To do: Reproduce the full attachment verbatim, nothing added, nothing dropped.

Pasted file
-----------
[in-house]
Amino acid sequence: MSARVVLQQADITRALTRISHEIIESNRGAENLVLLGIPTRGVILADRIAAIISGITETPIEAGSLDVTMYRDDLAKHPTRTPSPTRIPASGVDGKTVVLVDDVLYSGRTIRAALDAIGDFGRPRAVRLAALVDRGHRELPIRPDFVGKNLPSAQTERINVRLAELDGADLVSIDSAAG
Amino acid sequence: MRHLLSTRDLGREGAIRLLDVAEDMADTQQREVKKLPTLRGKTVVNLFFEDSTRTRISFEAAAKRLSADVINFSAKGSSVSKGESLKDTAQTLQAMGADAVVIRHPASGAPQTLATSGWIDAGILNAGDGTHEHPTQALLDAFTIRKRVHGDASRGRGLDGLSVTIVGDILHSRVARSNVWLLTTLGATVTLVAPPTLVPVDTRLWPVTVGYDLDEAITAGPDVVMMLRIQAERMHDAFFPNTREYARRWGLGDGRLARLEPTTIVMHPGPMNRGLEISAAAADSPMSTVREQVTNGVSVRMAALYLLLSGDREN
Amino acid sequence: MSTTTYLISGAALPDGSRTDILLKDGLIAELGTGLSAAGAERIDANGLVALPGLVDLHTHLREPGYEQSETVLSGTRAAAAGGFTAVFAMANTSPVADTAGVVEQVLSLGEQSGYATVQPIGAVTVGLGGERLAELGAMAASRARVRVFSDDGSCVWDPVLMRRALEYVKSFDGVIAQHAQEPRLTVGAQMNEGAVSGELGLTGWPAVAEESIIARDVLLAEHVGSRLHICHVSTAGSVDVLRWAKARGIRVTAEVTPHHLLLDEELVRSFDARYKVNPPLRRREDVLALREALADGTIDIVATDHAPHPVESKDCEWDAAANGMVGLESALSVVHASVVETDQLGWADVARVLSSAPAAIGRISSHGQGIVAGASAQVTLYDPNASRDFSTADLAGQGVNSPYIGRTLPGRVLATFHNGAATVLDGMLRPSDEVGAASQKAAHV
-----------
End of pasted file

[in-house]
Amino acid sequence: MSARVVLQQADITRALTRISHEIIESNRGAENLVLLGIPTRGVILADRIAAIISGITETPIEAGSLDVTMYRDDLAKHPTRTPSPTRIPASGVDGKTVVLVDDVLYSGRTIRAALDAIGDFGRPRAVRLAALVDRGHRELPIRPDFVGKNLPSAQTERINVRLAELDGADLVSIDSAAG
Amino acid sequence: MRHLLSTRDLGREGAIRLLDVAEDMADTQQREVKKLPTLRGKTVVNLFFEDSTRTRISFEAAAKRLSADVINFSAKGSSVSKGESLKDTAQTLQAMGADAVVIRHPASGAPQTLATSGWIDAGILNAGDGTHEHPTQALLDAFTIRKRVHGDASRGRGLDGLSVTIVGDILHSRVARSNVWLLTTLGATVTLVAPPTLVPVDTRLWPVTVGYDLDEAITAGPDVVMMLRIQAERMHDAFFPNTREYARRWGLGDGRLARLEPTTIVMHPGPMNRGLEISAAAADSPMSTVREQVTNGVSVRMAALYLLLSGDREN
Amino acid sequence: MSTTTYLISGAALPDGSRTDILLKDGLIAELGTGLSAAGAERIDANGLVALPGLVDLHTHLREPGYEQSETVLSGTRAAAAGGFTAVFAMANTSPVADTAGVVEQVLSLGEQSGYATVQPIGAVTVGLGGERLAELGAMAASRARVRVFSDDGSCVWDPVLMRRALEYVKSFDGVIAQHAQEPRLTVGAQMNEGAVSGELGLTGWPAVAEESIIARDVLLAEHVGSRLHICHVSTAGSVDVLRWAKARGIRVTAEVTPHHLLLDEELVRSFDARYKVNPPLRRREDVLALREALADGTIDIVATDHAPHPVESKDCEWDAAANGMVGLESALSVVHASVVETDQLGWADVARVLSSAPAAIGRISSHGQGIVAGASAQVTLYDPNASRDFSTADLAGQGVNSPYIGRTLPGRVLATFHNGAATVLDGMLRPSDEVGAASQKAAHV